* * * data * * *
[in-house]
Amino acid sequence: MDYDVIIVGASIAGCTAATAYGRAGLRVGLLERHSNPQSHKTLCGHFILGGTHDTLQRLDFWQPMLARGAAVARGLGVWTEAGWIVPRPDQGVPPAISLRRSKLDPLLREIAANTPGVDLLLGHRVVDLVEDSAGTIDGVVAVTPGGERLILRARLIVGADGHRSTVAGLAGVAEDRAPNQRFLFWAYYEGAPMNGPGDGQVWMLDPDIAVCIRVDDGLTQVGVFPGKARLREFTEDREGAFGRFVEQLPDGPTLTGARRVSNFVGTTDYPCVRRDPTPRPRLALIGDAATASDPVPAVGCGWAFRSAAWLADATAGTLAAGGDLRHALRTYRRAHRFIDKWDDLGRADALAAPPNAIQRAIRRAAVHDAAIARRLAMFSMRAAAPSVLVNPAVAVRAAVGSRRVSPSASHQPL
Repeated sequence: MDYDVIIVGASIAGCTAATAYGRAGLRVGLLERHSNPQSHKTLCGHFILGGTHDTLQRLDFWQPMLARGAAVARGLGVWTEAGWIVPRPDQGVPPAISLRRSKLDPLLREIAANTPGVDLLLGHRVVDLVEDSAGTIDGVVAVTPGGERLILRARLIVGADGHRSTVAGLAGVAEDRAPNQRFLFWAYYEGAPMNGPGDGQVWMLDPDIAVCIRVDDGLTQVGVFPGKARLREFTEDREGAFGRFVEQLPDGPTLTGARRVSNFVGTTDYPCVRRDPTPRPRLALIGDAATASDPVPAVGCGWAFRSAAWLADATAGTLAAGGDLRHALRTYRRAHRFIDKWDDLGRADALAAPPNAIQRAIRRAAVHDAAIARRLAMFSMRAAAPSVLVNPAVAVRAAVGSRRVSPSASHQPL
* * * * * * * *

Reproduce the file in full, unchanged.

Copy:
[in-house]
Amino acid sequence: MDYDVIIVGASIAGCTAATAYGRAGLRVGLLERHSNPQSHKTLCGHFILGGTHDTLQRLDFWQPMLARGAAVARGLGVWTEAGWIVPRPDQGVPPAISLRRSKLDPLLREIAANTPGVDLLLGHRVVDLVEDSAGTIDGVVAVTPGGERLILRARLIVGADGHRSTVAGLAGVAEDRAPNQRFLFWAYYEGAPMNGPGDGQVWMLDPDIAVCIRVDDGLTQVGVFPGKARLREFTEDREGAFGRFVEQLPDGPTLTGARRVSNFVGTTDYPCVRRDPTPRPRLALIGDAATASDPVPAVGCGWAFRSAAWLADATAGTLAAGGDLRHALRTYRRAHRFIDKWDDLGRADALAAPPNAIQRAIRRAAVHDAAIARRLAMFSMRAAAPSVLVNPAVAVRAAVGSRRVSPSASHQPL
Repeated sequence: MDYDVIIVGASIAGCTAATAYGRAGLRVGLLERHSNPQSHKTLCGHFILGGTHDTLQRLDFWQPMLARGAAVARGLGVWTEAGWIVPRPDQGVPPAISLRRSKLDPLLREIAANTPGVDLLLGHRVVDLVEDSAGTIDGVVAVTPGGERLILRARLIVGADGHRSTVAGLAGVAEDRAPNQRFLFWAYYEGAPMNGPGDGQVWMLDPDIAVCIRVDDGLTQVGVFPGKARLREFTEDREGAFGRFVEQLPDGPTLTGARRVSNFVGTTDYPCVRRDPTPRPRLALIGDAATASDPVPAVGCGWAFRSAAWLADATAGTLAAGGDLRHALRTYRRAHRFIDKWDDLGRADALAAPPNAIQRAIRRAAVHDAAIARRLAMFSMRAAAPSVLVNPAVAVRAAVGSRRVSPSASHQPL